Archbishop Aquila’s golden rule of dating

Karna Swanson
Archbishop Samuel Aquila speaks to students attending the Fifth Grade Mass at the Cathedral Basilica of the Immaculate Conception Feb. 5.

As Valentine’s Day approaches, people young and old turn their attention to matters of the heart, eager to share their advice on the “do’s” and “don’ts” of dating.

This year, Archbishop Samuel J. Aquila entered into the fray, encouraging young people to communicate face-to-face or over the phone when asking someone out on a date, and to not announce break-ups publicly on Facebook.

“At times I am astounded when I talk to parents today and they share with me how their children—when they are courting each other—at times are invited to dates simply by a text message,” he said in a homily given Jan. 26 at the Cathedral Basilica of the Immaculate Conception.

He then gave some specific instructions to young people. He told the boys to “have enough respect for girls to call them, not text them, to ask them out.”

And to the girls, the archbishop told them that they “have the right for someone to call you and speak to you.”

“Too often communication removes the encounter with the other person and separates that encounter,” the archbishop lamented.

When it comes time to break-up, the archbishop added, do it privately: “It’s important that boyfriends and girlfriends not simply be dropped by a text message or on Facebook, letting everyone else know that they are dropped.”

Listen to the audio here:

COMING UP: Security is “tight” at World Youth Day

Sign up for a digital subscription to Denver Catholic!

Security is “tight” at World Youth Day

Spokesperson: Krakow is safest European city this week

Karna Swanson
security

Archbishop Samuel J. Aquila of Denver sent word back to his staff this week that “security is tight” at the World Youth day events in Krakow, Poland, which culminate Sunday with an outdoor Mass celebrated by Pope Francis.

More than 2.5 million people are expected at the closing event at “Campus Misericordiae” (field of mercy), including some 40,000 Americans, according to the U.S. Embassy and Consulate in Poland. There are some 600 pilgrims from the Archdiocese of Denver.

Campus Misericordiae was designed specifically for the World Youth Day Papal Vigil and Closing Mass, and is located a little more than 9 miles southeast of central Krakow.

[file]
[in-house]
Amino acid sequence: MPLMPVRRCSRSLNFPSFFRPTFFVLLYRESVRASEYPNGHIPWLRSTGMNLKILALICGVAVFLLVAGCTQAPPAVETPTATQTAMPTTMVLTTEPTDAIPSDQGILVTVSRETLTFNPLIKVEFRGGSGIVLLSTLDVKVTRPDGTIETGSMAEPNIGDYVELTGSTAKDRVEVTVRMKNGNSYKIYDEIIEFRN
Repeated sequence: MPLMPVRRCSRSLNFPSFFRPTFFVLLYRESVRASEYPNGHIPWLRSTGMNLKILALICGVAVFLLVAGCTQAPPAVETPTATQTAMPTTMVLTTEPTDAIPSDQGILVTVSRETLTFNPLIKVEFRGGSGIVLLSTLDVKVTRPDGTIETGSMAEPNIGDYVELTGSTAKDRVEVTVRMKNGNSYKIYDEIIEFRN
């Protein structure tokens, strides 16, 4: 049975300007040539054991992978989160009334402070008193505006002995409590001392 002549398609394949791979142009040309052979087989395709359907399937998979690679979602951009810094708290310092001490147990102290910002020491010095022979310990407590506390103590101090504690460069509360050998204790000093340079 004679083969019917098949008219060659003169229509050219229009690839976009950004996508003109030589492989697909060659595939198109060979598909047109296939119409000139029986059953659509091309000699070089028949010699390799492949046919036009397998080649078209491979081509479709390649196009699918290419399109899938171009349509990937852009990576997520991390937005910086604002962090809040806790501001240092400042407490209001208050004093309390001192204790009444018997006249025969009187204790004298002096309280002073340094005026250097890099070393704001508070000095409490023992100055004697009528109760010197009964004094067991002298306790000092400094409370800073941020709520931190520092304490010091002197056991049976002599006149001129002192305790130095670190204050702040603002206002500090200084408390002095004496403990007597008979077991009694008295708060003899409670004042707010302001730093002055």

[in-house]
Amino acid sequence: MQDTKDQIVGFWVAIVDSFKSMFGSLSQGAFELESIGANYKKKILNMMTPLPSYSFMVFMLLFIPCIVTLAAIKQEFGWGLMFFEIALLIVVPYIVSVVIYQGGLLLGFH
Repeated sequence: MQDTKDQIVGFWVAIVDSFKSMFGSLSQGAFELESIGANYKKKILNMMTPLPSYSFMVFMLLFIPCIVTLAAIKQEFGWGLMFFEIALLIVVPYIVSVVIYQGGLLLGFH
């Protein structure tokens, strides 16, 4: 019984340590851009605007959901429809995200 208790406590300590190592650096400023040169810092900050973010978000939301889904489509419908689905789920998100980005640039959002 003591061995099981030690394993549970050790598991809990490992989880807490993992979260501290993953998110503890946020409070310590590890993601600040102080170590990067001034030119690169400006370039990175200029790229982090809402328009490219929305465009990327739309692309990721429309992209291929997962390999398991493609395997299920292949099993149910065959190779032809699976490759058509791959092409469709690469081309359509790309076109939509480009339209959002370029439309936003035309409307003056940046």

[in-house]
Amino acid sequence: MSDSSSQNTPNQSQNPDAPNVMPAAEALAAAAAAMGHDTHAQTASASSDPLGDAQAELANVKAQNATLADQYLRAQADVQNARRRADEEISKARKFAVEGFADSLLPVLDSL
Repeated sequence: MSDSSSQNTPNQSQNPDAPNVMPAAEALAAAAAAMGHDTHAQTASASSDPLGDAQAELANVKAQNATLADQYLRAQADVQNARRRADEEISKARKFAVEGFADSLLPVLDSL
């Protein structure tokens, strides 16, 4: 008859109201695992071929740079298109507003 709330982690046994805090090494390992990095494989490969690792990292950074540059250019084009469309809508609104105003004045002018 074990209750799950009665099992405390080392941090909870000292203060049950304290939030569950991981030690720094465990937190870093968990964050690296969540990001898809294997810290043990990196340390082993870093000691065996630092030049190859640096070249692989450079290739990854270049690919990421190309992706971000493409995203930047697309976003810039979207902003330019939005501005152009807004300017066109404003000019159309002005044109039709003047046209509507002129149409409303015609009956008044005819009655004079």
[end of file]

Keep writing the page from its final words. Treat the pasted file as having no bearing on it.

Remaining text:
Security concerns come on the heels of a recent spate of violence in Europe, including an attack on a Catholic church in northern France, during which two self-proclaimed “soldiers of ISIS” murdered an 84-year-old priest.

In an exclusive interview with ZENIT, Father Pawel Rytel-Andrianik, the spokesman of the Polish bishops’ conference, stated that “there is no signal of any danger in Poland.”

“The Polish government ensures that there are not threats or concerns and that all is expected to take place in a safe and professional manner,” he stated. “The places of celebrations will be some of the safest places in the world at that time.”

Paulina Guzik, the coordinator of the international press office, said in a press briefing Tuesday that “World Youth Day has had the tightest possible security.”

Yago de la Cierva, international media coordinator, added that there are 20,000 agents providing security for the pilgrims.

“They have put in place several additional measures such as police controls at the borders,” he added. “It is possible to say that Krakow is probably the safest city in Europe this week.”

Pilgrims arriving to the major events will find long lines as they pass through a detailed security check, according to the official WYD site.

“The list of objects banned at Błonia and Campus Misericordiae is very similar to the list of items prohibited on an airplane. Just like in the case of an airport security check, any objects from the list will be confiscated before entering the sectors,” explained inspector Mariusz Ciałka, spokesman for the Polish National Police Headquarters.

According to the site, the list includes “all types of weapons, defense sprays, sharp tools, glass containers, alcoholic beverages, drugs, and also substances and liquids of unknown origin.” They added that additional attention will be given to inspecting “everyday objects, which may be dangerous, such as pocket knives or umbrellas with a spike at the top.”

The U.S. embassy in Poland is not currently reporting any active travel alerts or warnings for Poland at this time. An App available for iOS and Android called US Embassy Mobile has up-to-date safety information.

The theme of World Youth Day Krakow 2016 is: “Blessed are the merciful, for they shall obtain mercy” (Mt. 5:7).

Resources

The U.S. bishops’ conference website on WYD safety

The U.S. Embassy in Poland WYD page

The U.S. Embassy travel information page for Poland